Can you give some examples of the above though? I wanted to comment but it's too vague :)
I wasn't thinking about anything new or revolutionary, just the usual (that I already mentioned some days ago in a similar thread), that some months (or even one or two years) after release the publisher and Valve could simply remove the "mandatoriness" of Steam, for example by allowing Steam backup to become "real" self-contained backup that could be restored and played without needing Steam nor needing to be online to reactivate the game (making those backup effectively DRM-free installer)
It would be win/win for everybody, publisher would still have the piracy/second hand sale "protection" of DRM during the initial release period, Steam fans would be able to continue using all the Steam features they want, and those who care about DRM-free games would know they have access a version they can backup/install/play whenever they want without it being tied to Steam.
I'm not so sure how feasible that is. I realize this is Gog and that essentially that's what they do, no-DRM installers. However practically every game on Gog is a game that has already passed it's normal sales period and is stuff that would be in a bargain bin in most places.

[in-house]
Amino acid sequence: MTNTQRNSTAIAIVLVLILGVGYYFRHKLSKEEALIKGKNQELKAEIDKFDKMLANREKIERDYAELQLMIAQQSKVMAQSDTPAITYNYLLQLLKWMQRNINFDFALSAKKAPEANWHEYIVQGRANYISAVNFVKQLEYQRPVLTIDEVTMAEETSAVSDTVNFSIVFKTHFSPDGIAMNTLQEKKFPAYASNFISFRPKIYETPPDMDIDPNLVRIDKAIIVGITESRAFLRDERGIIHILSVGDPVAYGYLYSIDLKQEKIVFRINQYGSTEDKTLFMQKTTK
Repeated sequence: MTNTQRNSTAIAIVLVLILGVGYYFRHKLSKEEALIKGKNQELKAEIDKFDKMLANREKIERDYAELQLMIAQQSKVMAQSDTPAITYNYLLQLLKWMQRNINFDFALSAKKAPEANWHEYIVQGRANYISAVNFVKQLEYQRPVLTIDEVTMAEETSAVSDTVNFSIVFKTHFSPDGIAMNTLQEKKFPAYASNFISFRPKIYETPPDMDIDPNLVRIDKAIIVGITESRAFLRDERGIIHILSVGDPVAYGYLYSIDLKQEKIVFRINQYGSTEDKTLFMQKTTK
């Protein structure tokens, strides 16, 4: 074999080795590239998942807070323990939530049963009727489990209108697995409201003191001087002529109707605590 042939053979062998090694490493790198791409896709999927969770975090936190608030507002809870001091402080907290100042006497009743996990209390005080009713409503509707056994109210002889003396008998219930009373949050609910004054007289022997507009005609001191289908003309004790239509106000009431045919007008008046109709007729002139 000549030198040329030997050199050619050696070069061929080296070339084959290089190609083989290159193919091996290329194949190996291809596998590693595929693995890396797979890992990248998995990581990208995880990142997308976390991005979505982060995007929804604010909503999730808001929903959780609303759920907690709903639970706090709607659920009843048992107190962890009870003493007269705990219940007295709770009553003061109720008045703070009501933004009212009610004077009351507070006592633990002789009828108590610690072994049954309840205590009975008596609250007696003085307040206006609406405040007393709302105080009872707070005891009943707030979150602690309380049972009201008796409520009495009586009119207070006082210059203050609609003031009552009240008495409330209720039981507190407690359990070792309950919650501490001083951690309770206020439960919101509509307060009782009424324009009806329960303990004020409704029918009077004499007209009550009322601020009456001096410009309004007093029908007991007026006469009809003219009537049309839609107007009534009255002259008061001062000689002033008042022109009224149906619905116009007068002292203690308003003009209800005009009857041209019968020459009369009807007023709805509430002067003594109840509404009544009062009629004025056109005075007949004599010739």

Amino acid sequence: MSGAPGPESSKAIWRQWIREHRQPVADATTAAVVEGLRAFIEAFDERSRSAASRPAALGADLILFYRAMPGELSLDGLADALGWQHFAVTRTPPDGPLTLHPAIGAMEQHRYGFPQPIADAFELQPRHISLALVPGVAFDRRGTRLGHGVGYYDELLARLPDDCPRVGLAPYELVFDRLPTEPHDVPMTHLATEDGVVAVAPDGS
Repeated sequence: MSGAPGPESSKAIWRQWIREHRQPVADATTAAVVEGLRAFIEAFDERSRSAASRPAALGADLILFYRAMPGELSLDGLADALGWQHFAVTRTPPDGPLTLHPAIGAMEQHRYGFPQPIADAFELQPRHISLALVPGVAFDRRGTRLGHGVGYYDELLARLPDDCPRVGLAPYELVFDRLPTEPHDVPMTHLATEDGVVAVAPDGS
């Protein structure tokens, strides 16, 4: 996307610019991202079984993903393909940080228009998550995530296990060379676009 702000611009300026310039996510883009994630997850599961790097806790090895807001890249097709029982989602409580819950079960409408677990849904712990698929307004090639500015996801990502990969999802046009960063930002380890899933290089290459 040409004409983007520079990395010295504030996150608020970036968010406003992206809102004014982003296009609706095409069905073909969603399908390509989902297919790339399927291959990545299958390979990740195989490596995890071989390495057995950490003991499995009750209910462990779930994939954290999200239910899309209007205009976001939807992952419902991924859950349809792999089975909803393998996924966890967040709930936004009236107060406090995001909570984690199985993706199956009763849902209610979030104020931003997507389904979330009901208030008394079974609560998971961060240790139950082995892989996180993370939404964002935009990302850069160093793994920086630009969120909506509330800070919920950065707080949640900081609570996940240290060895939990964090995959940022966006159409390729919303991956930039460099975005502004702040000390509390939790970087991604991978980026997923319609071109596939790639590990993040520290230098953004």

I doubt even the publishers who have games here on Gog would be willing to allow a no-DRM installer for their newer games within a few months of release. I guess a few years might be up to the individual publisher though, that might be feasible in some way, though you could question whether they would use that option. As long as most people use Steam anyway, the extra work involved may not be worth it. (I remember even for the Witcher 2, by far the most sales were on Steam, and that's like the one example you could use for a 'new' game that went DRM free rather quickly)
I personally think that no-DRM isn't feasible if used platform wide. At the moment, it's a small thing, for games that the bulk of the populace isn't really that interested in, or at the very least in most cases has already outlived it's financial life. But if even the newest games were being released no-DRM free, then it's only a matter of time before people start realizing/get accustomed to the idea that they could just as well get that game from their next door neighbour/friend/at school, whatever, and it wouldn't cost them a cent, or they could share costs.
I think in the long term it would start hurting sales, or force prices to go down to a level where making games isn't feasible for studio's, or at least not on the level we've gotten accustomed to.